Carbon dioxide ice clouds
Mars Express' OMEGA instrument detected carbon dioxide (CO2) ice clouds, a unique feature of the
Red Planet's climate. These clouds are formed from the freezing of carbon dioxide gas, which makes up 96 per cent of the Martian atmosphere.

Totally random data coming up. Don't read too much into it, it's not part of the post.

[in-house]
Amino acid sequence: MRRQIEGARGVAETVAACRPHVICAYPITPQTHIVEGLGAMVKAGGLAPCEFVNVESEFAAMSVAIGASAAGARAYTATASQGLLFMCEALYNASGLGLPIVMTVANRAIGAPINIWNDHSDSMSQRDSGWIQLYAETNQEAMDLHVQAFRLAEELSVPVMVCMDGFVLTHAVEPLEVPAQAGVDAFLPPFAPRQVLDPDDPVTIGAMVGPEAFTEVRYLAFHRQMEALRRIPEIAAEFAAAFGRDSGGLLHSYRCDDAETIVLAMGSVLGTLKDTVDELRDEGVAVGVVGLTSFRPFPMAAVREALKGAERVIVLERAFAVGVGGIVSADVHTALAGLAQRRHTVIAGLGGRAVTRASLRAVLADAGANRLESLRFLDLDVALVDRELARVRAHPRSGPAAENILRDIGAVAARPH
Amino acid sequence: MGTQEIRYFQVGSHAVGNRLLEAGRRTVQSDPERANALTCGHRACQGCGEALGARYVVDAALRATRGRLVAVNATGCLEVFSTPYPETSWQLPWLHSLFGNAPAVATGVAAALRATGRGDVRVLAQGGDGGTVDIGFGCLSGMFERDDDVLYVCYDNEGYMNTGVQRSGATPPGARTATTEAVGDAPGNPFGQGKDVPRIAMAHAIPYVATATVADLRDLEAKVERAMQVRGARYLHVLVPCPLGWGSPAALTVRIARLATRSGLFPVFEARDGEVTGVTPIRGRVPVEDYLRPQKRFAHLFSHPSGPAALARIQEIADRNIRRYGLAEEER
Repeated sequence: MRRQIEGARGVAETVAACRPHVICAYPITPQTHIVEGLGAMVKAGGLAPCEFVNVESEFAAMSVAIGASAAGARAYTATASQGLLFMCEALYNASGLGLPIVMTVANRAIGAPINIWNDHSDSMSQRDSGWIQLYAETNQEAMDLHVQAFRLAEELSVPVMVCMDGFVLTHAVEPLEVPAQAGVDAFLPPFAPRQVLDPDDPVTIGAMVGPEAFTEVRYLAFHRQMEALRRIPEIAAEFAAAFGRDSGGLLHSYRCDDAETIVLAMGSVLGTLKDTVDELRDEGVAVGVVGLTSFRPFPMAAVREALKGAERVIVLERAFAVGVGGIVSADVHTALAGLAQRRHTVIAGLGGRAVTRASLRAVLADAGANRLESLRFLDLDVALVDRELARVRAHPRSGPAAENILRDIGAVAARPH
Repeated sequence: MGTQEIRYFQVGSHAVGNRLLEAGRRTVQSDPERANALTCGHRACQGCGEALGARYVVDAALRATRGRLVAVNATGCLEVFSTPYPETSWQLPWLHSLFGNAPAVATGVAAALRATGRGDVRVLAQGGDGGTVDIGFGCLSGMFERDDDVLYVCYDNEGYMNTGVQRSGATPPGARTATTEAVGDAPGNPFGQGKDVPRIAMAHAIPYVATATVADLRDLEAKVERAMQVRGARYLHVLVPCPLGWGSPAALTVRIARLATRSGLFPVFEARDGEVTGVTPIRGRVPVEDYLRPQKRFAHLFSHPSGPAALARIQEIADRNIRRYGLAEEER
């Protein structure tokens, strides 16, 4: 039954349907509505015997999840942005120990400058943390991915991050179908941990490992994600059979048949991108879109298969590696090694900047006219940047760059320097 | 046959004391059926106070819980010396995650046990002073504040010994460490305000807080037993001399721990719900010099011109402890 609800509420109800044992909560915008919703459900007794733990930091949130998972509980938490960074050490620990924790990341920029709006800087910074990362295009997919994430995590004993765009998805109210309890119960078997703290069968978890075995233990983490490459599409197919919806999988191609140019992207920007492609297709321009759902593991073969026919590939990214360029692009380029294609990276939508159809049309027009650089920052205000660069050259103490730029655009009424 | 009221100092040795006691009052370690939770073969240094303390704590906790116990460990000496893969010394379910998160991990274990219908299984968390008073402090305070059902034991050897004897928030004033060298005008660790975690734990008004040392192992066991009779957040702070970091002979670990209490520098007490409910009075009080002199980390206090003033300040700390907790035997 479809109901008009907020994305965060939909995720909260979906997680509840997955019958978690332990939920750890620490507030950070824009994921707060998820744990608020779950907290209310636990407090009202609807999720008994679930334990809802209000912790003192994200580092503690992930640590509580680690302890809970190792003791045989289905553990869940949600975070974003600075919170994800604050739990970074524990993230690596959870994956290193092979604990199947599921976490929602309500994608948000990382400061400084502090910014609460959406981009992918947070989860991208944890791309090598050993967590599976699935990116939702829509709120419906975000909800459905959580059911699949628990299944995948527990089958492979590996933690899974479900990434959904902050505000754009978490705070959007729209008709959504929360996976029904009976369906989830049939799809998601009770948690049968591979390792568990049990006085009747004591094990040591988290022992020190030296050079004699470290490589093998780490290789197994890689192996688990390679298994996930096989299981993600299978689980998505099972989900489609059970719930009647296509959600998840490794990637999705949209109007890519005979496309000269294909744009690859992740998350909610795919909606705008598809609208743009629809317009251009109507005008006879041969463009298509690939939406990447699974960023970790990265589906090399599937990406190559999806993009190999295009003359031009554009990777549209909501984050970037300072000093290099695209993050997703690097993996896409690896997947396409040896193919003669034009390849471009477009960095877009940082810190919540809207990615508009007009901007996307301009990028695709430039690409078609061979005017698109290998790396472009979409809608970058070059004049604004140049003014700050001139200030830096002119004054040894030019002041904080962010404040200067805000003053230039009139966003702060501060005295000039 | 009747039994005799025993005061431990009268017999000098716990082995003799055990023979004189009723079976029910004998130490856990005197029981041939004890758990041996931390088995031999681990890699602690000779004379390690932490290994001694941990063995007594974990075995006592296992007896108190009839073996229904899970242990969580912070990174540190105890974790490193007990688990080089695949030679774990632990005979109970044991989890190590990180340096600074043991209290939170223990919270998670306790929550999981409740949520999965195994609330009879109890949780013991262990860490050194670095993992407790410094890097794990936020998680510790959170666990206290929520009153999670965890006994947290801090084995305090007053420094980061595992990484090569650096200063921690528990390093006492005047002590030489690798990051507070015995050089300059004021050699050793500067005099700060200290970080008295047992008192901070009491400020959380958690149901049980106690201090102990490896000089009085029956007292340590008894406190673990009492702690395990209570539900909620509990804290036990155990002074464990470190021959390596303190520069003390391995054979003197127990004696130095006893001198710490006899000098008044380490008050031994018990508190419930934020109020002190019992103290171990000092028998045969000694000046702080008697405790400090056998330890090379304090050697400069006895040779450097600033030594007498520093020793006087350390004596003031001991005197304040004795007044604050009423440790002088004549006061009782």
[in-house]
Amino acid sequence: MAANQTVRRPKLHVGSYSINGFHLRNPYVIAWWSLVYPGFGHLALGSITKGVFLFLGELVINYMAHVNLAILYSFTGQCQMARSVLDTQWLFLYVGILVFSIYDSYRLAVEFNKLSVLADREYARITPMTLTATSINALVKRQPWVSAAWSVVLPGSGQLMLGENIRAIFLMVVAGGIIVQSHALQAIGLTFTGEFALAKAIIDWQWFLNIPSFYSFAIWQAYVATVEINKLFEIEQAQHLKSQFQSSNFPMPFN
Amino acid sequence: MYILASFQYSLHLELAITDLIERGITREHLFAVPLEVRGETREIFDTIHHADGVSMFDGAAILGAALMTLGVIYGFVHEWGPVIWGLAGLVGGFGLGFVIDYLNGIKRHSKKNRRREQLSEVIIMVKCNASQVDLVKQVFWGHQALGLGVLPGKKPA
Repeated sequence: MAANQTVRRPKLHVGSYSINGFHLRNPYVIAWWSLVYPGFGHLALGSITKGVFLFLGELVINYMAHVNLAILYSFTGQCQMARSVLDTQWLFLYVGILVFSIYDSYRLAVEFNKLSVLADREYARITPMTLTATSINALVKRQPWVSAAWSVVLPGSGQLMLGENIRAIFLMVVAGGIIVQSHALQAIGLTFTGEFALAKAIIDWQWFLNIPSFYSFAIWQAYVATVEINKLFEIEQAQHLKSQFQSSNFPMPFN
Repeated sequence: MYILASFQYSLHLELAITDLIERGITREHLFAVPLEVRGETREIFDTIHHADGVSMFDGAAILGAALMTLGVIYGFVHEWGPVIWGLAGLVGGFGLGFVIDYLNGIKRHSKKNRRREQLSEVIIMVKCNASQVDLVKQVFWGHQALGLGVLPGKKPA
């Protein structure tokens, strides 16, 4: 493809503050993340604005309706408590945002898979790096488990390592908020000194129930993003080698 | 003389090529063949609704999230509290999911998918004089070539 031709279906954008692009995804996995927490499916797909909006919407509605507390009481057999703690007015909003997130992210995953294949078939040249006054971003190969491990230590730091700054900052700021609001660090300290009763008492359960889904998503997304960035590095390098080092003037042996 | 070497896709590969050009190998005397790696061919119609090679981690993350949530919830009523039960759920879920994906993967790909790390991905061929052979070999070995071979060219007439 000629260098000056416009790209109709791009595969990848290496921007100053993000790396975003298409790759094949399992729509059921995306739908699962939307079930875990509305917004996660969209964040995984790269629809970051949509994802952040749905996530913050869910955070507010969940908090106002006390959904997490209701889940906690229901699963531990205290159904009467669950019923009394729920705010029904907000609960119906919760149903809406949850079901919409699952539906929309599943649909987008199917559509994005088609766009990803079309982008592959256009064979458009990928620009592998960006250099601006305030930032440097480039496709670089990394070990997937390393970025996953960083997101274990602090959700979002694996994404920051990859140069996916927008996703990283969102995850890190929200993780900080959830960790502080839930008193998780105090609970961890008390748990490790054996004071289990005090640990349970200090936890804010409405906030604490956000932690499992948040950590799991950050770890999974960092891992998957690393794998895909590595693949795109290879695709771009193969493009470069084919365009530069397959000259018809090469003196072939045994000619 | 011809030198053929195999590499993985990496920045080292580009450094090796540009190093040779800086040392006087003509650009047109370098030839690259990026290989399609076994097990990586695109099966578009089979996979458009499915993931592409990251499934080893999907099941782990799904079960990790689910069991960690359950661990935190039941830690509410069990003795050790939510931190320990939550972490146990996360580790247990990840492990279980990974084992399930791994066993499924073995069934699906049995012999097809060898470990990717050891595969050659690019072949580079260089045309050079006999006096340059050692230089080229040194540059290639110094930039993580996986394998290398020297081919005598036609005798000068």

These clouds were observed at wavelengths of 0.5 and 4.26 microns. This revealed that the abundance of clouds varies from Martian year to year – with one Martian year equating to 687 Earth days. In addition, these carbon dioxide clouds are large and dense enough to form shadows on the planet's surface, which suggests they are 80 kilometres (50 miles) above the surface.